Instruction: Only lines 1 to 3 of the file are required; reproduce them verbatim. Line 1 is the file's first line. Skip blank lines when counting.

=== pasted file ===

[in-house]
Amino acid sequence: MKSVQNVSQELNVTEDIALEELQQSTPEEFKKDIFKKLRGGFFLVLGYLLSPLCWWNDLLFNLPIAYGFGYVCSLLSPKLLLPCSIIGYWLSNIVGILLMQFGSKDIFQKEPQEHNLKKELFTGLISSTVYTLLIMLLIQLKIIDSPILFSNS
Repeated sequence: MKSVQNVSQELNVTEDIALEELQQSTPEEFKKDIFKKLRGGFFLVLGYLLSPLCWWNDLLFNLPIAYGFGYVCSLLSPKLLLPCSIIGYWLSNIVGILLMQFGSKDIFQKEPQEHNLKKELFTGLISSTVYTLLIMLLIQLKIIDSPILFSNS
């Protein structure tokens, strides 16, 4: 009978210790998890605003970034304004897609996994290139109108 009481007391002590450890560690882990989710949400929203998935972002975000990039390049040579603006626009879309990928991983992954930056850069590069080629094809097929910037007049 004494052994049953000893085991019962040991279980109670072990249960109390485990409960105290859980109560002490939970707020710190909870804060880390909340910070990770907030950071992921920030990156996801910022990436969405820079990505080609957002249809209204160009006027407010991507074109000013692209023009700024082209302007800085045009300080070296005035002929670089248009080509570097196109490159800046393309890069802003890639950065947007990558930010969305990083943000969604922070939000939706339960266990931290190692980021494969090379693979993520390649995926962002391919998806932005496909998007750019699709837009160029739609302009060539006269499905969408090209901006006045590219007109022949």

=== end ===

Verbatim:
[in-house]
Amino acid sequence: MKSVQNVSQELNVTEDIALEELQQSTPEEFKKDIFKKLRGGFFLVLGYLLSPLCWWNDLLFNLPIAYGFGYVCSLLSPKLLLPCSIIGYWLSNIVGILLMQFGSKDIFQKEPQEHNLKKELFTGLISSTVYTLLIMLLIQLKIIDSPILFSNS
Repeated sequence: MKSVQNVSQELNVTEDIALEELQQSTPEEFKKDIFKKLRGGFFLVLGYLLSPLCWWNDLLFNLPIAYGFGYVCSLLSPKLLLPCSIIGYWLSNIVGILLMQFGSKDIFQKEPQEHNLKKELFTGLISSTVYTLLIMLLIQLKIIDSPILFSNS